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PhD Program

PHD DISSERTATION DEFENSE, JUNLI ZHAO, FINANCE

Congratulations to Dr Junli Zhao, Finance specialization, who successfully defended his Doctoral Dissertation at HEC Paris, on August 12, 2021. Dr Zhao will join City University of London, Bayes Business School on September 1, 2021. 

Junli Zhao, HEC PhD, 2021
Dr Junli Zhao, HEC PhD, Finance, 2021

 

Specialization: Finance

Dissertation Topic: Essays on intermediation in financial markets 

Advisor: Jean-Edouard Colliard, Associate Professor, HEC Paris

Jury Members:

  • Joel Peress, Professor, INSEAD 
  • Liyan Yang, Professor, University of Toronto 
  • Johan Hombert, Associate Professor, HEC Paris
  • Jean-Edouard Colliard Associate Professor, HEC Paris, Advisor

Abstract:

Should financial experts (e.g., buy-side asset managers and analysts) fear the rise of algorithms? As machine-readable (clean and structured) data are essential for the development and functioning of algorithms, I study this question by investigating whether financial experts benefit from more machine-readable data in information production in asset management. I first develop a model in which an institutional investor’s performance and asset holdings depend on two inputs: the amount of machine-readable data and the number of financial experts, and derive how changes induced by an increase in the amount of machine-readable data depend on the relation between the two inputs. Exploiting an exogenous regulatory shock that makes corporate filings more machine-readable, I find that institutions with more financial experts experience larger performance improvement than institutions with fewer financial experts, consistent with financial experts benefiting from more machine-readable data. This result helps evaluate the disruption brought by modern algorithms. Keywords: Information Technology; Skilled Labor; Information Acquisition.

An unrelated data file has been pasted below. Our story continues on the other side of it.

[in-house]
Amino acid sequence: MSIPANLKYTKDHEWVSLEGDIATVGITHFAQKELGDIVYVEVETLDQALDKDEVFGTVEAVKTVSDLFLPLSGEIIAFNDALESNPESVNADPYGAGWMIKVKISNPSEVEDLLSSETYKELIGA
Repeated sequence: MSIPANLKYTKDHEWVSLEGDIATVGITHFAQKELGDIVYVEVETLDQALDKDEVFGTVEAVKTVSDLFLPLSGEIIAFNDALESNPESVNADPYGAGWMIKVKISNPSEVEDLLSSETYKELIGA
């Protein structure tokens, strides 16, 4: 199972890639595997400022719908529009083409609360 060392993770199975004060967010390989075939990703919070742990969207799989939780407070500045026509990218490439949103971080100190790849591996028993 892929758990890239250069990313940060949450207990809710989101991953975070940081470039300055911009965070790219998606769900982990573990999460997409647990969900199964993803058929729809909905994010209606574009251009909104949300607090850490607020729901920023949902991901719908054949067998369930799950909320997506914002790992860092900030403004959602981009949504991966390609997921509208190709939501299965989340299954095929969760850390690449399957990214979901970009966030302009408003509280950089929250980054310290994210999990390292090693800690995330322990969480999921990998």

The thesis contains three essays. In the first essay, I investigate whether financial experts benefit from more machine-readable data in information production in asset management. Exploiting an exogenous regulatory shock that makes corporate filings more machine-readable, I find that institutions with more financial experts have larger performance improvement than institutions with fewer financial experts, suggesting financial experts benefiting from more machine-readable data. This result helps evaluate the likelihood of algorithms replacing high-skilled financial practitioners. In the second essay, I study the rationale and implications of the recent MiFID II regulation in Europe that made delegated asset managers’ spending on sell-side analyst research more transparent to their clients. We show that transparency decreases the use of sell-side research but stimulates more buy-side research activities, which is consistent with empirical findings. Our model has additional predictions on managers’ performance, liquidity, and social welfare. In the third essay, I study brokers in private placement markets, who intermediate about 20% of capital raised by non-financial firms in this market. I find that projects intermediated by brokers with better reputations are more likely to be fully funded. Contrary to existing theories on underwriters, projects sold through brokers are less likely to be fully funded on average and most issuers prefer direct selling. A model that features both search frictions and asymmetric information suggests that these non-regularities may be due to the fact that the certification role of brokers is limited by competition between intermediated selling and direct selling. The model also explains some non-intuitive patterns of commission fees in the data. These results contribute to a better understanding of private placement markets and intermediaries in other financial markets.